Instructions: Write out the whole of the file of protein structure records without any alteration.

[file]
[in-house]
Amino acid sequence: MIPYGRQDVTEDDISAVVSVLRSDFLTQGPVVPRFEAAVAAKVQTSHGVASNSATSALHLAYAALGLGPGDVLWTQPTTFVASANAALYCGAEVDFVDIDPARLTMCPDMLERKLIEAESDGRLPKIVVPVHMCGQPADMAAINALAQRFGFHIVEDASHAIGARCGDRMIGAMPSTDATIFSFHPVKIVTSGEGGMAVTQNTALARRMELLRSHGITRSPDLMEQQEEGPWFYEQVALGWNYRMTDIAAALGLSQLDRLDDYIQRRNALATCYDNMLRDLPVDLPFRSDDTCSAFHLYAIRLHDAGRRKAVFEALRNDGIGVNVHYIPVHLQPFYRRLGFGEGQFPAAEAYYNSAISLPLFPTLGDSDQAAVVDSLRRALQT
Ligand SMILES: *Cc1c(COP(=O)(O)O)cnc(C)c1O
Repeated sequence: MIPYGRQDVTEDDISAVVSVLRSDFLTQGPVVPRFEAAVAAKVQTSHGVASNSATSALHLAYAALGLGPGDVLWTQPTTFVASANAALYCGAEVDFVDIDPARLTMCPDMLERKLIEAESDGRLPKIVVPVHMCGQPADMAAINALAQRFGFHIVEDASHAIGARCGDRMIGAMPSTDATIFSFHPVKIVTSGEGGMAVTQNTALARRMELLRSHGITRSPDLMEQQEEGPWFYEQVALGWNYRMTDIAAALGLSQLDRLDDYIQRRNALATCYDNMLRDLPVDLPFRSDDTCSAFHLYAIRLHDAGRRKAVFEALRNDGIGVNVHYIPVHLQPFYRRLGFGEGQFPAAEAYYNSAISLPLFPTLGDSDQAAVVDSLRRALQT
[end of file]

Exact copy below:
[in-house]
Amino acid sequence: MIPYGRQDVTEDDISAVVSVLRSDFLTQGPVVPRFEAAVAAKVQTSHGVASNSATSALHLAYAALGLGPGDVLWTQPTTFVASANAALYCGAEVDFVDIDPARLTMCPDMLERKLIEAESDGRLPKIVVPVHMCGQPADMAAINALAQRFGFHIVEDASHAIGARCGDRMIGAMPSTDATIFSFHPVKIVTSGEGGMAVTQNTALARRMELLRSHGITRSPDLMEQQEEGPWFYEQVALGWNYRMTDIAAALGLSQLDRLDDYIQRRNALATCYDNMLRDLPVDLPFRSDDTCSAFHLYAIRLHDAGRRKAVFEALRNDGIGVNVHYIPVHLQPFYRRLGFGEGQFPAAEAYYNSAISLPLFPTLGDSDQAAVVDSLRRALQT
Ligand SMILES: *Cc1c(COP(=O)(O)O)cnc(C)c1O
Repeated sequence: MIPYGRQDVTEDDISAVVSVLRSDFLTQGPVVPRFEAAVAAKVQTSHGVASNSATSALHLAYAALGLGPGDVLWTQPTTFVASANAALYCGAEVDFVDIDPARLTMCPDMLERKLIEAESDGRLPKIVVPVHMCGQPADMAAINALAQRFGFHIVEDASHAIGARCGDRMIGAMPSTDATIFSFHPVKIVTSGEGGMAVTQNTALARRMELLRSHGITRSPDLMEQQEEGPWFYEQVALGWNYRMTDIAAALGLSQLDRLDDYIQRRNALATCYDNMLRDLPVDLPFRSDDTCSAFHLYAIRLHDAGRRKAVFEALRNDGIGVNVHYIPVHLQPFYRRLGFGEGQFPAAEAYYNSAISLPLFPTLGDSDQAAVVDSLRRALQT